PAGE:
Competing in the Bay Area market with BGP -- which enjoyed a stranglehold on the area's concert business since shortly after its 1966 founding -- isn't easy, not even with Perloff's contacts.
"They've become one of the top concert promoters in the country in a very short amount of time," says Gary Bongiovanni, editor of industry touring magazine Pollstar. "They've proven they can compete. The DNA (of BGP) is decidedly different. In the old days, the company dominated and did a great job. Part of that was making the concert experience special, whether it was handing out apples at the Fillmore or doing the old Days on the Green."
Lee Smith, current BGP president and Clear Channel's executive vice president of its music division's Western region, was one of the partners with whom Perloff and Wasserman bought the company in 1995. Smith responds to criticism of Clear Channel's management of BGP by simply saying, "Both of them (Perloff and Wasserman) were involved in the sale of the company."
"There are pluses and minuses to any situation," Smith says. "There are a lot of independents out there struggling, and we have some resources. There's a standard there that hasn't been lowered."
Reviving the Greek
Smith admits that BGP had to adjust to not being the only game in town, but recovered in 2004, despite national ticket sales being down and some tours, such as Lollapalooza (which was scheduled for two days at the Shoreline), being canceled outright. He said the recent layoffs, affecting nearly 20 percent of its 90-person work force, had more to do with a necessary streamlining years in the making. San Francisco wasn't the only place Clear Channel let people go.
"It's an opportunity to make the organization a much more efficient one," says Smith, who's been with BGP for 16 years. "I consider people in the company my friends, and (the layoffs) were difficult. But it will be a better company." As far as the competition goes, Smith says, "It might sound flip, but it motivates me. It makes you want to do better. I love to compete."
The competition, which Perloff repeatedly downplays, has both positives and negatives, Bongiovanni says. Bill Graham Presents controls many established venues, including having leases on the Fillmore and the Warfield in San Francisco, and management contracts with the Chronicle Pavilion and Shoreline Amphitheatre. Another Planet responded by opening the Independent and the Grand Ballroom in San Francisco, booking acts at the S.F. Design Center, and staging shows at SBC (formerly Pac Bell) Park. It also rejuvenated the Greek Theatre in Berkeley, bringing in bigger names such as the Pixies and R.E.M., while improving the stage, and adding restrooms and food stands.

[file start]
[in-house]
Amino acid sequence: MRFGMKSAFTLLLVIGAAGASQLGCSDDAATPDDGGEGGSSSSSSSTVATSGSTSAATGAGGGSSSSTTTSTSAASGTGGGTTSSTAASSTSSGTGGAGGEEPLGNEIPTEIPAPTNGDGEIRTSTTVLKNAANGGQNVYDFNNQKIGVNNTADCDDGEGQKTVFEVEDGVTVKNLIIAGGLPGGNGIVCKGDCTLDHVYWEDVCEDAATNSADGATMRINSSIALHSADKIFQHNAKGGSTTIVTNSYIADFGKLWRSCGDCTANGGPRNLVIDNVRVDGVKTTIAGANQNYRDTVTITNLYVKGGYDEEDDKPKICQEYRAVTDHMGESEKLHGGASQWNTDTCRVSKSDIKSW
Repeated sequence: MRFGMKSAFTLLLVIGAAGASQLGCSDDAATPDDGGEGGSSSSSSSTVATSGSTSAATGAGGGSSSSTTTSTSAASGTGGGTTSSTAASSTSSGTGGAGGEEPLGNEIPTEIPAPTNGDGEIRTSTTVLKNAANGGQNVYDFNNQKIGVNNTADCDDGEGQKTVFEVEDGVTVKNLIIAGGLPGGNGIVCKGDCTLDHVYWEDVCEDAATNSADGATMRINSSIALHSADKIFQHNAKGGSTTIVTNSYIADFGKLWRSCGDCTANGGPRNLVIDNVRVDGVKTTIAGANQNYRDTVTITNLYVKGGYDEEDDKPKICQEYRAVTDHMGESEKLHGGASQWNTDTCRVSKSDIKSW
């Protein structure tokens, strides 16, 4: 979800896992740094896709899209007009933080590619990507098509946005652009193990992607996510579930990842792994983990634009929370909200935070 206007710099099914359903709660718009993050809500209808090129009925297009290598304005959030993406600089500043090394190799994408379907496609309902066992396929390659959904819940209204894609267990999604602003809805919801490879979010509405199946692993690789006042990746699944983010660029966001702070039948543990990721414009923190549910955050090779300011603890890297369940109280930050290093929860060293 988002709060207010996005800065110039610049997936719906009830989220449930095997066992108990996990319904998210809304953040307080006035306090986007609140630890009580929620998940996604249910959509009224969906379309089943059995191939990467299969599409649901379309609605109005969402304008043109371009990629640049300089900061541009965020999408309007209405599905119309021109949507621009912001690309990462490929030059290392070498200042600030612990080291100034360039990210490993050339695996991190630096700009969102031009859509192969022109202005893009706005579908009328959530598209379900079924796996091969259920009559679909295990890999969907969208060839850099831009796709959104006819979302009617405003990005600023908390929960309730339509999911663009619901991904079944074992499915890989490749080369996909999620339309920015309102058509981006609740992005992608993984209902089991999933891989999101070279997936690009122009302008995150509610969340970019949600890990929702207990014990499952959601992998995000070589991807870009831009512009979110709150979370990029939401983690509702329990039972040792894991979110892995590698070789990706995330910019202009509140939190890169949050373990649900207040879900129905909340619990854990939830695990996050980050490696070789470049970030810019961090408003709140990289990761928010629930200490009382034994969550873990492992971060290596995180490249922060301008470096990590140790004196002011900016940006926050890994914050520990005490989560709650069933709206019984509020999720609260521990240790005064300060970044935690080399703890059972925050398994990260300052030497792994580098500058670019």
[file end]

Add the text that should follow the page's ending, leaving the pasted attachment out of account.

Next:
The downside for fans is that big-name acts can now spark bidding wars between the two companies, ultimately driving up ticket prices.
"But Gregg has been around long enough, he's not going to try to get every show coming down the pipe," Bongiovanni says.
The list of acts with whom Another Planet has worked so far is impressive. Besides Springsteen, and the Pixies, there was the Cure, Bob Dylan, Dave Matthews, Brian Wilson, Neil Young, Franz Ferdinand, Metallica, Linkin Park, the Dead, Simon & Garfunkel, Van Halen and Shania Twain.
If that's not enough validation, it's also been contacted by a TV producer to do a reality show, Perloff says, almost embarrassed. Nothing's been inked yet, and it doesn't seem to be a priority. The company probably won't expand out of Northern California, but is looking for new venues in San Jose and possibly Contra Costa. "The fact that we got three (new) rooms open in one year is amazing," he says.
Another point of pride is winning Pollstar's Bill Graham Award for Concert Promoter of the Year in February, an award he won in 1991 and '92 with BGP. "That's the highest award you can get, if you were schooled by Bill Graham," Wasserman says.
Perloff says he just wants to emphasize putting on the best shows possible while recognizing the unique flavor of Bay Area music. He tells a story of walking down Fourth Street in Berkeley in September when he spotted old friend Carlos Santana in a restaurant.
They start talking and, inevitably, the massive Dave Matthews benefit show in Golden Gate Park comes up, which Another Planet was promoting. Santana wanted to know why he wasn't invited, only he didn't exactly come out and say it.
"He gave me a look, and I said, 'Do you want to play?' (Santana did, joining Matthews onstage that Sunday in the park.) The reason he's onstage is because I'm walking down the street and he's at Bette's, and it just happens."
don't want to spend my time worrying about competition. I want to spend my time
worrying about how to make the show better for the audience."
Tony Hicks, Music Critic